Research Studies Abound in Alzheimer’s Program at Barrow
A little more than a year into his role, Dr. Sabbagh said the program’s number of research studies has increased threefold and the number of patients enrolled in studies has increased by a factor of nine.
According to Dr. Sabbagh, the program now has nearly 20 studies in different phases, approximately a dozen of which are actively enrolling patients. He said more than 60 Barrow patients are enrolled in studies, ranging from investigation of prevention techniques to trials of treatments for different types and stages of dementia.
Dementia is the general term for loss of memory and other cognitive abilities that is severe enough to affect a person’s daily life. It is caused by physical changes in the brain. There are several different types of dementia, but Alzheimer’s disease is by far the most common.
According to the Alzheimer’s Association, as many as 5.4 million people in the United States are living with the disease. Ten percent of people over the age of 65 and 50 percent of people over the age of 85 will develop the disease in their lifetime. As one of the top 10 causes of death, it is the only disease that currently cannot be prevented, cured, or even slowed.
Doctors and scientists at Barrow are collaborating to better understand Alzheimer’s disease in hopes of being able to diagnose it earlier, develop new treatments to slow its progression, and achieve milestones that could someday lead to cure.
“There’s a huge landmark study for prevention that I was very keen to get called the A4 study,” Dr. Sabbagh said.
The A4 study is evaluating an anti-amyloid treatment to determine whether it can slow memory loss caused by Alzheimer’s disease. Amyloid is a protein normally produced in the brain, but scientists believe a buildup of this protein in older people may play a role in memory loss related to Alzheimer’s disease.
The A4 study is for people ages 65 to 85 who do not have any outward signs of Alzheimer’s disease but may be at risk. Potential participants undergo a positron emission tomography (PET) scan and can continue with the study if the scan shows a buildup of amyloid plaque deposits in their brains. Participants are randomly assigned to receive either the investigational drug or a placebo, and all participants complete the same memory assessments to compare changes in their cognitive function over time.
Dr. Sabbagh said Barrow is also one of three sites in North America conducting a clinical trial of a vaccine for Alzheimer’s disease prevention in people with Down syndrome. According to the Alzheimer’s Association, studies suggest that more than 75 percent of people with Down syndrome aged 65 and older have Alzheimer’s disease. That’s nearly six times the percentage of people in this age group who do not have Down syndrome.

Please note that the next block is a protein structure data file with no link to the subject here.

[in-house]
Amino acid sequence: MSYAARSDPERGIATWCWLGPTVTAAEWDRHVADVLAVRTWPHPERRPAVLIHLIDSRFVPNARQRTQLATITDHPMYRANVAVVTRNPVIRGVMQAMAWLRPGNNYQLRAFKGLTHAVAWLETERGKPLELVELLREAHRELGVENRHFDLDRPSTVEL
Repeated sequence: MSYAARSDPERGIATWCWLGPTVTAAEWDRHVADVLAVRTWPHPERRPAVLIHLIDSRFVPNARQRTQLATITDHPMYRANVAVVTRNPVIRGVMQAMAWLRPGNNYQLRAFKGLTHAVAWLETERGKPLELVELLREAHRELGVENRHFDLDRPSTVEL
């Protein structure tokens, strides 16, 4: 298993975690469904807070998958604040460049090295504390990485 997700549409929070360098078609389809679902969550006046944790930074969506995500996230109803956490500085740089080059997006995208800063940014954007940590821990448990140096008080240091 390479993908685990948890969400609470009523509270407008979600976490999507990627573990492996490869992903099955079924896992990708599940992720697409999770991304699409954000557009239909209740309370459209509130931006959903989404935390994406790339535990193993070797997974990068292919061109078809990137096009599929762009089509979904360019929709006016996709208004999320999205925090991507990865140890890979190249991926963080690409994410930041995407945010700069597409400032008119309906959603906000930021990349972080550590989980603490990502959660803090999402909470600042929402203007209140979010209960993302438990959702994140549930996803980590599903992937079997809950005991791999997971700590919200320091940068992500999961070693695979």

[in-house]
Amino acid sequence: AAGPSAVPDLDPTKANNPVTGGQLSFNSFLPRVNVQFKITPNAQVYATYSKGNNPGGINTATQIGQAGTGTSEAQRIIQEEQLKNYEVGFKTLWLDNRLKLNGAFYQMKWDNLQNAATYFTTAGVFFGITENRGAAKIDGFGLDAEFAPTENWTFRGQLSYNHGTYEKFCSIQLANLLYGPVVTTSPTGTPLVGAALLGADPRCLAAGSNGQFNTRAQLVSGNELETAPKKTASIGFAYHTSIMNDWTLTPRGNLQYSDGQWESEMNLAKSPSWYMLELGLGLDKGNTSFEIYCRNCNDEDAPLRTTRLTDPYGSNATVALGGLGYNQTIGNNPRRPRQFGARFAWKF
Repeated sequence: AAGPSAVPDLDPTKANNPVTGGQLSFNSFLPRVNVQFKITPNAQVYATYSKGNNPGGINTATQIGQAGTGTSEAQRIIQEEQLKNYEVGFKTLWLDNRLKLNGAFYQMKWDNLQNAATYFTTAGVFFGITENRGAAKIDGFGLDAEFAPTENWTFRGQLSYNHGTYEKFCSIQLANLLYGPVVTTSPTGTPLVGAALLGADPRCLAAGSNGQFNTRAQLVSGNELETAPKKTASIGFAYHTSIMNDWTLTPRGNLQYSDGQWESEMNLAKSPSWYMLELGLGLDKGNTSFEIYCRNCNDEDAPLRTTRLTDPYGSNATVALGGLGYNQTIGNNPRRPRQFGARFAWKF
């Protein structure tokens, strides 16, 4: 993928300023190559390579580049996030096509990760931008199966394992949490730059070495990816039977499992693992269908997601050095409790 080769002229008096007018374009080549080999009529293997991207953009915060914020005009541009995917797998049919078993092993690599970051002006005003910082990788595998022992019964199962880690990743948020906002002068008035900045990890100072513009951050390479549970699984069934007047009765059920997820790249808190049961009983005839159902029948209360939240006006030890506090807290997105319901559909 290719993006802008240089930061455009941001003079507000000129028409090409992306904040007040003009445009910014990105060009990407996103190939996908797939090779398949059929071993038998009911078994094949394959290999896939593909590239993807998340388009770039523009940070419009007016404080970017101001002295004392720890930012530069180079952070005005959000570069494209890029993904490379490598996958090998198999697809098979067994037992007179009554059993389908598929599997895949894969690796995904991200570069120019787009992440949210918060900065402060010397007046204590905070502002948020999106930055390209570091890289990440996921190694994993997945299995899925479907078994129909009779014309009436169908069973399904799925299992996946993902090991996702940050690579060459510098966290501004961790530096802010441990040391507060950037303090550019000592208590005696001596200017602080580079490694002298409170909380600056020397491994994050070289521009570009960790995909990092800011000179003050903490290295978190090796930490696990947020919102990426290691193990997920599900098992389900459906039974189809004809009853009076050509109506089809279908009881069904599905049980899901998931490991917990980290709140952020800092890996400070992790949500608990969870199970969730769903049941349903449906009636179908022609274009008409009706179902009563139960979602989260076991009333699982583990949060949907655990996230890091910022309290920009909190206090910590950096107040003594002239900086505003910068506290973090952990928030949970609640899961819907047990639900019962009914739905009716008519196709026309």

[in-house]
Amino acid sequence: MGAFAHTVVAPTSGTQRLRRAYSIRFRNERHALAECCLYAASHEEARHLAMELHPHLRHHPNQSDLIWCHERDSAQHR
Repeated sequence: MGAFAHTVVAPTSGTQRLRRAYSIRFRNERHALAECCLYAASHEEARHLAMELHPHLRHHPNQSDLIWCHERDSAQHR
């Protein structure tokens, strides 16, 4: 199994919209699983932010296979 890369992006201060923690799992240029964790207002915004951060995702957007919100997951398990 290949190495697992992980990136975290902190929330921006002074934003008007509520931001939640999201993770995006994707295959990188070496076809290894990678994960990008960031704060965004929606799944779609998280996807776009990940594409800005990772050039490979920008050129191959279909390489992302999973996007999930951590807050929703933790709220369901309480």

Barrow also offers clinical trials for people with mild cognitive impairment, which is the pre-dementia state of Alzheimer’s. It is characterized by mild memory loss but no associated functional impairment. Three drugs are being tested to determine if they can delay the progression to Alzheimer’s disease in these patients. Two of the drugs are oral medications called beta amyloid cleaving enzyme inhibitors, which stop the production of amyloid in the brain. The third drug is an intravenous (IV) infusion that is intended to clear the brain of amyloid plaques.
I want to be able to offer a study to every patient walking through the door.
-Dr. Marwan Sabbagh, Barrow Neurologist
“We’re doing many studies in pre-dementia because a lot of people think that is the moment in time when you want to intervene, before they go into that dementia state,” Dr. Sabbagh said.
Dr. Sabbagh is leading a global study of another kind of medication known as a RAGE inhibitor. It blocks a receptor in the brain that is believed to play a critical role in cognitive impairments associated with Alzheimer’s disease, which could augment the effects of approved drugs to potentially improve memory function and other areas of cognition. This trial is focused on people with mild to moderate Alzheimer’s disease.
Dr. Sabbagh noted that not all of the studies at Barrow are treatment trials. In the Imaging Dementia – Evidence of Amyloid Scanning (IDEAS) study, researchers are trying to determine the value of PET scans in diagnosing Alzheimer’s disease and other dementias. An earlier, more certain diagnosis could translate into earlier counseling and interventions, ultimately improving patient outcomes.
“I like to have, essentially, a menu of studies to offer my patients,” Dr. Sabbagh said. “I want to be able to offer a study to every patient walking through the door.”